My wife and I recently went to Austin, Texas, to go to a concert with another couple. We got to the venue and saw a line wrapped around the block. After going into an underground lot and practically signing away our first child for permission to park there, we found the venue again and proceeded to walk three blocks to the end of line. After waiting for a while, the women had to use the restroom. Thirty minutes later, they came back with new shoes they had bought (I was confused, but my buddy who has been married a few years longer than me didn’t look surprised at all).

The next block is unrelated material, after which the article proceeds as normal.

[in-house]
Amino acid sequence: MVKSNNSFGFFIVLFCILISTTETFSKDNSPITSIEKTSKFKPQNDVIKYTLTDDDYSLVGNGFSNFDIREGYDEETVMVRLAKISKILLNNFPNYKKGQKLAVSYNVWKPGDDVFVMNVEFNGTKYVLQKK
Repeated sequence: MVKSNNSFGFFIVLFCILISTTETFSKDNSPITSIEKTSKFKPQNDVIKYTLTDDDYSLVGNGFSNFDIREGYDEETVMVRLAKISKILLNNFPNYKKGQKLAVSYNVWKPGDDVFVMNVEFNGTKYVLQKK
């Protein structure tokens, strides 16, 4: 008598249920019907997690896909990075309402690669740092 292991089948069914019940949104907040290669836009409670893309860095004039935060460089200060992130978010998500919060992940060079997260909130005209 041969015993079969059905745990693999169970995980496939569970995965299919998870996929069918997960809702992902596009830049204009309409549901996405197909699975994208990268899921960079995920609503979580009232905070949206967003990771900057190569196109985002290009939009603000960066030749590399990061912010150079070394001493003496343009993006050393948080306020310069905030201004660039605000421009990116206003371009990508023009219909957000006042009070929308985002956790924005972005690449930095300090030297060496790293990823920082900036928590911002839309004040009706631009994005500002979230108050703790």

After what seemed like hours of waiting, we finally made it up to the front of the line, went through security, and at last reached the ticket counter.
The Austin dude (I don’t know how else to describe him) at the counter took one look at our tickets, and said, “Whoa, man. This is the wrong venue.”
Turns out, our venue was on the other side of the line. We just assumed that we needed to be in the line we had waited in because that’s where everyone else was. And yeah…our venue had no line.
This experience has come to my mind again and again. The thought of waiting in the wrong line just because other people were waiting there brought to my heart the realization of how many other lines I wait in—just because everyone else is.
Especially the long line of happiness.
**** To read the rest of this article and see what the 5 most dangerous words in the world are, go to LDSLiving.com!